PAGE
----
My friend Scott Coles apparently committed suicide yesterday, apparently seeing no way out of the disastrous Arizona mortgage market, in which he was the largest private lender. He had purchased the business from his father, and made private loans funded by individual investors. Many of the investors were friends of his, or friends of his father, or —as one of my friends who also invested with him— said "every Jew in Phoenix."
Scott proudly proclaimed that in the entire history of the business, he had never lost a penny for investors. I'm guessing that was about to change. I'm also guessing that the two developers who sued him for not fully funding their loans (who could raise money for mortgages in this environment?) affected him personally, too, because he was himself fully invested financially and emotionally in the business. He always thought he could find a solution if he just worked hard enough, but the current credit crisis and mortgage meltdown defeated even his brilliance and hard work.
So as the investors begged to have their capital released, and the builders begged to have their loans funded, Scott didn't see a way out, I'm guessing.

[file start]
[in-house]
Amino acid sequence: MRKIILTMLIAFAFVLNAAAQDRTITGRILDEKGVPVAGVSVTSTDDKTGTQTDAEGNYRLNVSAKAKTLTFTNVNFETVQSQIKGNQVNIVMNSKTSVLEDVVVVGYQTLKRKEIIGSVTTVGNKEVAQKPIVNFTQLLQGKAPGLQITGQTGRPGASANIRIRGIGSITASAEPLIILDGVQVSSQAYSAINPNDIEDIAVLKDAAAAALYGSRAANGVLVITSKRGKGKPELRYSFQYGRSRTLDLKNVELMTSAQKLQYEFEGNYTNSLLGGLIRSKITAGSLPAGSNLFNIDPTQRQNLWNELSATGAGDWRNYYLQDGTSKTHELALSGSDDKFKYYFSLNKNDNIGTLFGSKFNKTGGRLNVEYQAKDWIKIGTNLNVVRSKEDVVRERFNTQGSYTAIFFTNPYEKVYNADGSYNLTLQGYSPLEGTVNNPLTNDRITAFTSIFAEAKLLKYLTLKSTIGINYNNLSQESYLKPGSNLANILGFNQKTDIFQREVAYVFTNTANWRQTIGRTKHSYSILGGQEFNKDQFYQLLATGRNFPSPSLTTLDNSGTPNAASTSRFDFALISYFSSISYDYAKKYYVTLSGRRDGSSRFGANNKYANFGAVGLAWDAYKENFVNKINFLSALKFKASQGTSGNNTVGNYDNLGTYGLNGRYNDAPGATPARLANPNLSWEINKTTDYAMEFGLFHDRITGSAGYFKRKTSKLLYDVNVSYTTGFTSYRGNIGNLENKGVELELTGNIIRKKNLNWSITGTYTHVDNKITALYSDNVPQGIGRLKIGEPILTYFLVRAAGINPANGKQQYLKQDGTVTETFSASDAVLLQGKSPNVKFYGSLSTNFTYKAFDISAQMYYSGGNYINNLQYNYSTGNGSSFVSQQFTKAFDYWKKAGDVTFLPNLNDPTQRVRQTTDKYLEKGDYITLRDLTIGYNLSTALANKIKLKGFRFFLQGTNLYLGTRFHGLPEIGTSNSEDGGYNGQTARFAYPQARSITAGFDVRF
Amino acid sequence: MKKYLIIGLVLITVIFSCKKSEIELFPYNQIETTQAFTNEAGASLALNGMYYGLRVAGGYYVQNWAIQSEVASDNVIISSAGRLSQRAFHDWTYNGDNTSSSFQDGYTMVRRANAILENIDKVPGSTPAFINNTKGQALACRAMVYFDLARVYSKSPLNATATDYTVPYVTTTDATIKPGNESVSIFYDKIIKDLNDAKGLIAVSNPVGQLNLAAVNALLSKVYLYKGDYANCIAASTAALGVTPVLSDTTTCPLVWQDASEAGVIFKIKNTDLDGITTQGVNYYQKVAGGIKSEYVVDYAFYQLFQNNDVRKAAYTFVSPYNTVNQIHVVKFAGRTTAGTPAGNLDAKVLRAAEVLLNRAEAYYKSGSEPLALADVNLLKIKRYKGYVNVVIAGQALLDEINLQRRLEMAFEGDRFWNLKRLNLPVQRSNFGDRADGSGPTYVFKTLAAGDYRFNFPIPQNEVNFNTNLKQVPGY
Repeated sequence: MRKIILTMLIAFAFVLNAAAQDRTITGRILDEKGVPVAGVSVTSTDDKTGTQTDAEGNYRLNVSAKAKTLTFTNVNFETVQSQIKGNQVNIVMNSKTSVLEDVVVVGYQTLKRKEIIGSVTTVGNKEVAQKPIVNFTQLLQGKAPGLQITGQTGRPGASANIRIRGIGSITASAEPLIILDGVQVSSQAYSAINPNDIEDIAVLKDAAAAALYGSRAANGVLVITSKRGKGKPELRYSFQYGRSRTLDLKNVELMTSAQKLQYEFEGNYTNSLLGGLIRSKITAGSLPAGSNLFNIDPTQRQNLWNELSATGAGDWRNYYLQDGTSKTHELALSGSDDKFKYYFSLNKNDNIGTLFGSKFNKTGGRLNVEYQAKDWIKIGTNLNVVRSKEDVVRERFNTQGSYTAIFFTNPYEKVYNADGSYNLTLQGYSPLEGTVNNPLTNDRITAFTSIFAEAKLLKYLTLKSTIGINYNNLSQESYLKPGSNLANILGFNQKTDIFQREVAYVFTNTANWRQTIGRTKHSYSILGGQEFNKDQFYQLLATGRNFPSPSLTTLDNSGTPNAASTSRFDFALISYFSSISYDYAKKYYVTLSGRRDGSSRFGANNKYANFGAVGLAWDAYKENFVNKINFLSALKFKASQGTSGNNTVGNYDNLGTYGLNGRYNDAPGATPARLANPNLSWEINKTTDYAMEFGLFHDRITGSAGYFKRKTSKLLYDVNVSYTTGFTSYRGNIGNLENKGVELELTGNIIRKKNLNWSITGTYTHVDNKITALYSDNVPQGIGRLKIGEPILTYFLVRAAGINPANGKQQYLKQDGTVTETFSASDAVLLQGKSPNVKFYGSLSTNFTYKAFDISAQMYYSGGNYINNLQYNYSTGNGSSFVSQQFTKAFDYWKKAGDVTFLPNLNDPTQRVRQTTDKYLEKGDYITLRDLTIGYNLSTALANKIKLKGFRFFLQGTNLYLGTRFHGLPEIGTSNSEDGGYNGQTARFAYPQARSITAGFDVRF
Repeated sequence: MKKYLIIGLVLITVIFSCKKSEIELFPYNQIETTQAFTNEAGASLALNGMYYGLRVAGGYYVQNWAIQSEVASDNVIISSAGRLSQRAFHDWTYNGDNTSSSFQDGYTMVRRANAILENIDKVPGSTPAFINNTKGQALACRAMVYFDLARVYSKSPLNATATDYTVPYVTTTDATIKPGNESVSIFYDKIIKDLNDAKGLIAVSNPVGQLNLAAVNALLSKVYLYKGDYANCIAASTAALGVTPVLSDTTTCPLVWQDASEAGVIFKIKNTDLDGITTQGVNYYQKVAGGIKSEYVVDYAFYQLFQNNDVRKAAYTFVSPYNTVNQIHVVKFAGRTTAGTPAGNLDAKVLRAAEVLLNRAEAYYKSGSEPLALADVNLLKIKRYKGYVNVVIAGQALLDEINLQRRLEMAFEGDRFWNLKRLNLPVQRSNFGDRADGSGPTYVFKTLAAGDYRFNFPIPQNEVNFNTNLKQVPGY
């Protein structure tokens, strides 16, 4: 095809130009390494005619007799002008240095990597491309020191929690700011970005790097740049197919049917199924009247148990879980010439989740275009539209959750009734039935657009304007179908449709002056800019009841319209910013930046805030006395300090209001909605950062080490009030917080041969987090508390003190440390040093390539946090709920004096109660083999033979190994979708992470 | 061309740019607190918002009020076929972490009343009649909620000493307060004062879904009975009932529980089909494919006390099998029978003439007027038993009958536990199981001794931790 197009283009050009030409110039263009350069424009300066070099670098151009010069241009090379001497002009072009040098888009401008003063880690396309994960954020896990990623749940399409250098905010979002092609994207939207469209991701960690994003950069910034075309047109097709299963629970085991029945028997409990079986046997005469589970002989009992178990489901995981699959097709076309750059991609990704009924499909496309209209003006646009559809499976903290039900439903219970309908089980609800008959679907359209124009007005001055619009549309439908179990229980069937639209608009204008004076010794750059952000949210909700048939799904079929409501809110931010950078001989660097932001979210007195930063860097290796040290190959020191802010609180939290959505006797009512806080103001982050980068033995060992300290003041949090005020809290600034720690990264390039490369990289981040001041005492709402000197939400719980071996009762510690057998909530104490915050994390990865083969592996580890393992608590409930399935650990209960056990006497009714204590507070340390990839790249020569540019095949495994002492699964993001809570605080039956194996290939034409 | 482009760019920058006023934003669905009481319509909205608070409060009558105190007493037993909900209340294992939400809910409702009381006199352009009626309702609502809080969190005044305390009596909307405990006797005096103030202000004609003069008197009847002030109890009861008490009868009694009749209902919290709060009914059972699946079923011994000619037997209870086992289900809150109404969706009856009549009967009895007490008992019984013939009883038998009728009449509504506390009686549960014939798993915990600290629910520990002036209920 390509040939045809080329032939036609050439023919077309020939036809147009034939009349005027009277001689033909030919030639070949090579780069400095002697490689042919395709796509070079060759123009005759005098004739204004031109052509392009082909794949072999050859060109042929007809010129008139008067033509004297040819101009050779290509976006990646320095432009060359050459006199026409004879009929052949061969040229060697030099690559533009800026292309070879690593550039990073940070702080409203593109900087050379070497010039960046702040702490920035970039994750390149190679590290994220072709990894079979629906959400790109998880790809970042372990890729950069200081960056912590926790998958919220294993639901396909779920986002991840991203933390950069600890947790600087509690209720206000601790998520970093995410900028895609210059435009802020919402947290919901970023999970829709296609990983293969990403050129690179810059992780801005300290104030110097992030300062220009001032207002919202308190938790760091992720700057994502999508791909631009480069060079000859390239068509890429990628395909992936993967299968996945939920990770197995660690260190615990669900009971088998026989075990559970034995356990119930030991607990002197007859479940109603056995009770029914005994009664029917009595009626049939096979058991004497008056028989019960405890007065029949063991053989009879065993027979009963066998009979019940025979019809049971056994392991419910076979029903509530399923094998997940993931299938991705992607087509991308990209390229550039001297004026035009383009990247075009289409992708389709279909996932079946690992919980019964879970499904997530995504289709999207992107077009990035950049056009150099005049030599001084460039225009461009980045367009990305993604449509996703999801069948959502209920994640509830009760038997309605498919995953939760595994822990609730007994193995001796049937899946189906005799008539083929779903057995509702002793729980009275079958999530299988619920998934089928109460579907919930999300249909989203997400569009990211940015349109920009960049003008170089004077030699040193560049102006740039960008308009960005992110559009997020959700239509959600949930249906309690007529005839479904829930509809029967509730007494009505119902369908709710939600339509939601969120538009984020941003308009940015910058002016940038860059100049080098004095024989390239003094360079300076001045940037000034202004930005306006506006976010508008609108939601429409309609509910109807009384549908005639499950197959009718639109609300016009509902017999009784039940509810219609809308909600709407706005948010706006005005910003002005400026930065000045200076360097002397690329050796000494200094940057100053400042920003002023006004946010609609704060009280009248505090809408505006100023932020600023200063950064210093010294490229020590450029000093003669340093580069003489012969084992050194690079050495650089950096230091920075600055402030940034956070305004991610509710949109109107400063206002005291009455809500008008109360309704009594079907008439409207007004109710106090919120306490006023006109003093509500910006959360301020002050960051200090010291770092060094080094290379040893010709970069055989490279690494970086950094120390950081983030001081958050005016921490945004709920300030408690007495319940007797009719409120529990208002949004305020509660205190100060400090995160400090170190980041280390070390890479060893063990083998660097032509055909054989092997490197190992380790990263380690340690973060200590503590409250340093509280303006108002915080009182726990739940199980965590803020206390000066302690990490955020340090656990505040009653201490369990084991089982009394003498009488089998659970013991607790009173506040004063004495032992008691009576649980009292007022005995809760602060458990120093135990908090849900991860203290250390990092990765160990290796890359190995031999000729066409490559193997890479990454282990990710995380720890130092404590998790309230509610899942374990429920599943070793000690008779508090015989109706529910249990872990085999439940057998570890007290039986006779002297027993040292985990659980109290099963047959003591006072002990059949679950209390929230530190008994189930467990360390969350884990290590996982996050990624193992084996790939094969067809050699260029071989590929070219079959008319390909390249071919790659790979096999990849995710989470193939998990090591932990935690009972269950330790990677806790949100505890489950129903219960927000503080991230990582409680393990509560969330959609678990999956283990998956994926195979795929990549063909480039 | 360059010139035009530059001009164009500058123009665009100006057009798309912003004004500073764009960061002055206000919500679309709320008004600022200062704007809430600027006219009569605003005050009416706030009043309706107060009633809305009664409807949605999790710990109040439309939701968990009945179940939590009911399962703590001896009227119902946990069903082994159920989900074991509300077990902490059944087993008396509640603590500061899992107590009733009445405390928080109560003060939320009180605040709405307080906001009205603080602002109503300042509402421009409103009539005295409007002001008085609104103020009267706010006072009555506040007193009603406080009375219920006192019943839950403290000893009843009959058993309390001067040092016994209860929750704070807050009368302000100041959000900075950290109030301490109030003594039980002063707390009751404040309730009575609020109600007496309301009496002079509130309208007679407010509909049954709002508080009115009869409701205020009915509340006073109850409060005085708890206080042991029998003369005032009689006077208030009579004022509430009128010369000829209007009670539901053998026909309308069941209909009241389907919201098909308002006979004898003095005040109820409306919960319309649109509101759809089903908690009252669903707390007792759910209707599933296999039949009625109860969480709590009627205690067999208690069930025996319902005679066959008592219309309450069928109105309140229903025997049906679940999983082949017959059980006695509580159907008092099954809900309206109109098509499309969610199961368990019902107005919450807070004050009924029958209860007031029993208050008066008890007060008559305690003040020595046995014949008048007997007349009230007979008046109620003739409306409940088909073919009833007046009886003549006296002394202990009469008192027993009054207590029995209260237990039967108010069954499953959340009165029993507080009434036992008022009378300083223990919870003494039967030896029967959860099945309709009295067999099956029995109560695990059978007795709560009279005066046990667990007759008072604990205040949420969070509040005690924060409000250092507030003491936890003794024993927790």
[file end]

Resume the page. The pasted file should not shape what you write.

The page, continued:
So he left a beautiful wife and three children, and sought peace by killing himself.
It's not my job to judge him, just to mourn him. Yet when something like this happens, I always look for what we can learn from it.
Fortuitously, today I am at "Under the Radar," a technology conference, and the lesson manifested.
There was a way out — a way I see every day here in Silicon Valley.
The way out is to accept failure and go on. Here in Silicon Valley, this happens every day. No one is happy about it, of course, but when a "black swan" comes along (one of those events no one can predict), you disconnect your ego from the outside event, pick yourself up, and move on. Everyone had to accept that after 9/11, when the Web 1.0 bubble burst, and they will have to do it again when the Web 2.0 bubble bursts. Here in the Bay Area, they're used to it. In their lives, they have a portfolio of ventures, and some succeed while others fail.
The difference between here and the Phoenix real estate culture is that Silicon Valley is a culture that accepts failure as the price we pay for innovation, rather than pilng on the person with problems. In the tech world, when someone fails he is presumed to have learned, and investors are more, not less, willing to fund him/her next time.
Scott, sleep well. You have earned it, and you need the rest. I know how hard you tried.
Update: I'm turnng off comments for this post because of the uncivil tone. I'm grieving and I can't deal with it.